Yet with China reopening are they going to be able to keep exporting? Besides, I feel very confident that we are going to see a surge in China’s oil demand, and we are already seeing signs that China is preparing for its reopening. The bearish case is that China will have to retreat from its reopening due to a renewed surge in covid cases. Yet early reports suggest that those fears are being overstated.

The bottom line is the US gasoline and diesel supply is below normal. Crude supply, if you consider the depleted oil reserve, is way below normal. We see global demand hitting record highs with a successful China reopening. We also expect that the EU price cap adds another element of upside price risk. Use weakness to get hedged as things could start to get really bullish in the next few weeks.

Winter 2023-24 is only at the halfway mark. Last year, an ultra-bearish December flipped to a cold 1Q22, spurred a months-long downturn in production, and laid the groundwork for 14-year high in natural gas prices. A similar outcome appears highly unlikely this year. October 2023 storage projections approach 4.0 Tcf with another 250 Bcf of gas-to-coal switching available to loosen the market in a bullish scenario. Henry Hub may average half of last year’s $6.45/MMBtu average in the most-likely market outcome. Critically, the shortage scenarios and associated NYMEX winter risk premiums that defined the US natural gas market heading into the past two winters appear unlikely. Instead, an oversupplied market may plumb lower in search of price-induced coal-to-gas switching to trim burgeoning inventories. By the fall, a lack of production growth could narrow oversupply while a market targeting higher end-of-season storage may absorb seeming surpluses.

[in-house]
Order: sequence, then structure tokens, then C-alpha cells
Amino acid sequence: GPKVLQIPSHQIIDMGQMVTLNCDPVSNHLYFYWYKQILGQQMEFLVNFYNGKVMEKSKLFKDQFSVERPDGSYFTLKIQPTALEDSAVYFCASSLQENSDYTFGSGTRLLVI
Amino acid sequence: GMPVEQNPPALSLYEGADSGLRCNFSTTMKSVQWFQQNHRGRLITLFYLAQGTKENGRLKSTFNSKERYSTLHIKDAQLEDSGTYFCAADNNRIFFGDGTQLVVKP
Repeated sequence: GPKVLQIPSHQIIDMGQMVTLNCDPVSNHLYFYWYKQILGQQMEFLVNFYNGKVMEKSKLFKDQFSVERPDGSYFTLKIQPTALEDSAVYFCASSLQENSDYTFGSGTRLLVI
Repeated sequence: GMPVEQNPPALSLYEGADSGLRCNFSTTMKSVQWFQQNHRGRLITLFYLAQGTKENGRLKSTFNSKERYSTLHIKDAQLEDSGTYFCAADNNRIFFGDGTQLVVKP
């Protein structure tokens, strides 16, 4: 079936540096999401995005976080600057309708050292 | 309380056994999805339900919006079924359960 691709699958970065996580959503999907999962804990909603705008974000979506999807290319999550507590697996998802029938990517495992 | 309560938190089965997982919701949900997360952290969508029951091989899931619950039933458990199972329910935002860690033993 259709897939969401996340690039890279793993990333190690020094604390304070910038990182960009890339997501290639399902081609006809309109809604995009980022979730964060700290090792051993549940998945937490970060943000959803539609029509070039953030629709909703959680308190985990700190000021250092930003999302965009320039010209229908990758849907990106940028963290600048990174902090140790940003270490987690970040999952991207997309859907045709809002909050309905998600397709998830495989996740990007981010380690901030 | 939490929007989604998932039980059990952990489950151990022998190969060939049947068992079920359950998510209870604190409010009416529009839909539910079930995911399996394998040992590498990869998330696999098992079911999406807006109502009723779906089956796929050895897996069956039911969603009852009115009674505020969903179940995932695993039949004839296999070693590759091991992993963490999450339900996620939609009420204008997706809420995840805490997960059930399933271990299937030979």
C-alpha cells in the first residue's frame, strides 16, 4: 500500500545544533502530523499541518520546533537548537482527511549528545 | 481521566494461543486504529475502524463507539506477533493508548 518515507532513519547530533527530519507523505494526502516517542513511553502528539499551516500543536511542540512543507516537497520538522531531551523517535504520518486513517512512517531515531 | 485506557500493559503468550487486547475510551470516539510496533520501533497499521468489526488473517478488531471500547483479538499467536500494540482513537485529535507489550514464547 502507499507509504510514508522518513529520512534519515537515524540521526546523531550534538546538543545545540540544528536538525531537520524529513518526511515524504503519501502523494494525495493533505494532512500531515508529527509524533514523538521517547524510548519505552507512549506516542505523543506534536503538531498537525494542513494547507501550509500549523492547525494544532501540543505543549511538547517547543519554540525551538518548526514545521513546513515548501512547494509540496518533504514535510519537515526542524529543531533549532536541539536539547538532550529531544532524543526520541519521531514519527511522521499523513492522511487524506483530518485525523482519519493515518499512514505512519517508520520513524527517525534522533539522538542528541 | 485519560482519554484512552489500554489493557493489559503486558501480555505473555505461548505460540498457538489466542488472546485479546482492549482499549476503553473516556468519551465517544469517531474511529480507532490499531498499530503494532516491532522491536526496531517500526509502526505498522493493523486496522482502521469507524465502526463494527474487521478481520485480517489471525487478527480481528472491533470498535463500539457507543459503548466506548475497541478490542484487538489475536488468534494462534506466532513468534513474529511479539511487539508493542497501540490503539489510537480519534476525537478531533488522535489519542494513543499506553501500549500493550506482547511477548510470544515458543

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Call Phil Flynn to open your account at 888-264-5665 or email pflynn@pricegroup.com.

 

Phil Flynn

The PRICE Futures Group

Senior Market Analyst & Author of The Energy Report

Contributor to FOX Business Network